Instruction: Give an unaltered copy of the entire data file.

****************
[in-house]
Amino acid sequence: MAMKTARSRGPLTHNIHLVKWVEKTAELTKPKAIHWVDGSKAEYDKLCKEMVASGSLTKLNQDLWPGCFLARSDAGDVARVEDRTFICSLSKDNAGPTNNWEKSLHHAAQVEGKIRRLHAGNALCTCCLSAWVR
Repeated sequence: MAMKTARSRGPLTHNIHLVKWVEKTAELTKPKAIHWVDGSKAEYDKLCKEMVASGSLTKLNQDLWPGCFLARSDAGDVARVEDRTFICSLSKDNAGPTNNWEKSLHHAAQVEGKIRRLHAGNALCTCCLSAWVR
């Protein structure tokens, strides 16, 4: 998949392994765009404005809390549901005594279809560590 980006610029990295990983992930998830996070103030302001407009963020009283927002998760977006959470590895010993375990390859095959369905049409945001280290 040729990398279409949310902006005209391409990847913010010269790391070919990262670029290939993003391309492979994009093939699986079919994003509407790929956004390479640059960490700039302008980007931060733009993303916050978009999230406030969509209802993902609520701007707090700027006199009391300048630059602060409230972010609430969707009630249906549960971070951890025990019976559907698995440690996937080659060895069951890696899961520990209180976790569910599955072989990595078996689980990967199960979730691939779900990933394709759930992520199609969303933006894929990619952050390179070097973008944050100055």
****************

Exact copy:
[in-house]
Amino acid sequence: MAMKTARSRGPLTHNIHLVKWVEKTAELTKPKAIHWVDGSKAEYDKLCKEMVASGSLTKLNQDLWPGCFLARSDAGDVARVEDRTFICSLSKDNAGPTNNWEKSLHHAAQVEGKIRRLHAGNALCTCCLSAWVR
Repeated sequence: MAMKTARSRGPLTHNIHLVKWVEKTAELTKPKAIHWVDGSKAEYDKLCKEMVASGSLTKLNQDLWPGCFLARSDAGDVARVEDRTFICSLSKDNAGPTNNWEKSLHHAAQVEGKIRRLHAGNALCTCCLSAWVR
């Protein structure tokens, strides 16, 4: 998949392994765009404005809390549901005594279809560590 980006610029990295990983992930998830996070103030302001407009963020009283927002998760977006959470590895010993375990390859095959369905049409945001280290 040729990398279409949310902006005209391409990847913010010269790391070919990262670029290939993003391309492979994009093939699986079919994003509407790929956004390479640059960490700039302008980007931060733009993303916050978009999230406030969509209802993902609520701007707090700027006199009391300048630059602060409230972010609430969707009630249906549960971070951890025990019976559907698995440690996937080659060895069951890696899961520990209180976790569910599955072989990595078996689980990967199960979730691939779900990933394709759930992520199609969303933006894929990619952050390179070097973008944050100055």